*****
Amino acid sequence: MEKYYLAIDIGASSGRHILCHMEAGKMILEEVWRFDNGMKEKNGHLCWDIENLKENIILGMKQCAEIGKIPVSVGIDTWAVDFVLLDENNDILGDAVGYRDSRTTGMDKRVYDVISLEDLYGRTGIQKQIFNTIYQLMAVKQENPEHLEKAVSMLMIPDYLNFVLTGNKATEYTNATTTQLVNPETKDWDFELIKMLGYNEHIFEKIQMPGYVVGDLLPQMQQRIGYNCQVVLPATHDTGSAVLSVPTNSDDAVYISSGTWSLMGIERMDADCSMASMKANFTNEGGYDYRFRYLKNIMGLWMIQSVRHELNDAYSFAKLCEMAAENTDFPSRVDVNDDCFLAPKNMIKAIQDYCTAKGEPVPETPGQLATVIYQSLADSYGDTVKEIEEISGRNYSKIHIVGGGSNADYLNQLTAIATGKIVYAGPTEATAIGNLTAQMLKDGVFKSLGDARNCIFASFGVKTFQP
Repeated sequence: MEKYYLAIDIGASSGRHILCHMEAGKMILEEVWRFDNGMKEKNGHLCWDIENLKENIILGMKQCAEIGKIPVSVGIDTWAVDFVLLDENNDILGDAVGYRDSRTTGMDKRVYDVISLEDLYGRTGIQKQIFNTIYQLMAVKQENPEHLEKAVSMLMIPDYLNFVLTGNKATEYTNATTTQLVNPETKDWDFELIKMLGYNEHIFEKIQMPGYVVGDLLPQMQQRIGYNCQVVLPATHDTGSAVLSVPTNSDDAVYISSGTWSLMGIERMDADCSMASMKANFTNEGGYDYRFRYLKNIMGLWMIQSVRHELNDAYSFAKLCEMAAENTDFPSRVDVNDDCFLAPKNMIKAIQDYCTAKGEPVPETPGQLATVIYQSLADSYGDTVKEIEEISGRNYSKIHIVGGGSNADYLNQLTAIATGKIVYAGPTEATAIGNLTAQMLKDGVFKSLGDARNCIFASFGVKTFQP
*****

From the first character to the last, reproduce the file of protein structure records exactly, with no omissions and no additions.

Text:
Amino acid sequence: MEKYYLAIDIGASSGRHILCHMEAGKMILEEVWRFDNGMKEKNGHLCWDIENLKENIILGMKQCAEIGKIPVSVGIDTWAVDFVLLDENNDILGDAVGYRDSRTTGMDKRVYDVISLEDLYGRTGIQKQIFNTIYQLMAVKQENPEHLEKAVSMLMIPDYLNFVLTGNKATEYTNATTTQLVNPETKDWDFELIKMLGYNEHIFEKIQMPGYVVGDLLPQMQQRIGYNCQVVLPATHDTGSAVLSVPTNSDDAVYISSGTWSLMGIERMDADCSMASMKANFTNEGGYDYRFRYLKNIMGLWMIQSVRHELNDAYSFAKLCEMAAENTDFPSRVDVNDDCFLAPKNMIKAIQDYCTAKGEPVPETPGQLATVIYQSLADSYGDTVKEIEEISGRNYSKIHIVGGGSNADYLNQLTAIATGKIVYAGPTEATAIGNLTAQMLKDGVFKSLGDARNCIFASFGVKTFQP
Repeated sequence: MEKYYLAIDIGASSGRHILCHMEAGKMILEEVWRFDNGMKEKNGHLCWDIENLKENIILGMKQCAEIGKIPVSVGIDTWAVDFVLLDENNDILGDAVGYRDSRTTGMDKRVYDVISLEDLYGRTGIQKQIFNTIYQLMAVKQENPEHLEKAVSMLMIPDYLNFVLTGNKATEYTNATTTQLVNPETKDWDFELIKMLGYNEHIFEKIQMPGYVVGDLLPQMQQRIGYNCQVVLPATHDTGSAVLSVPTNSDDAVYISSGTWSLMGIERMDADCSMASMKANFTNEGGYDYRFRYLKNIMGLWMIQSVRHELNDAYSFAKLCEMAAENTDFPSRVDVNDDCFLAPKNMIKAIQDYCTAKGEPVPETPGQLATVIYQSLADSYGDTVKEIEEISGRNYSKIHIVGGGSNADYLNQLTAIATGKIVYAGPTEATAIGNLTAQMLKDGVFKSLGDARNCIFASFGVKTFQP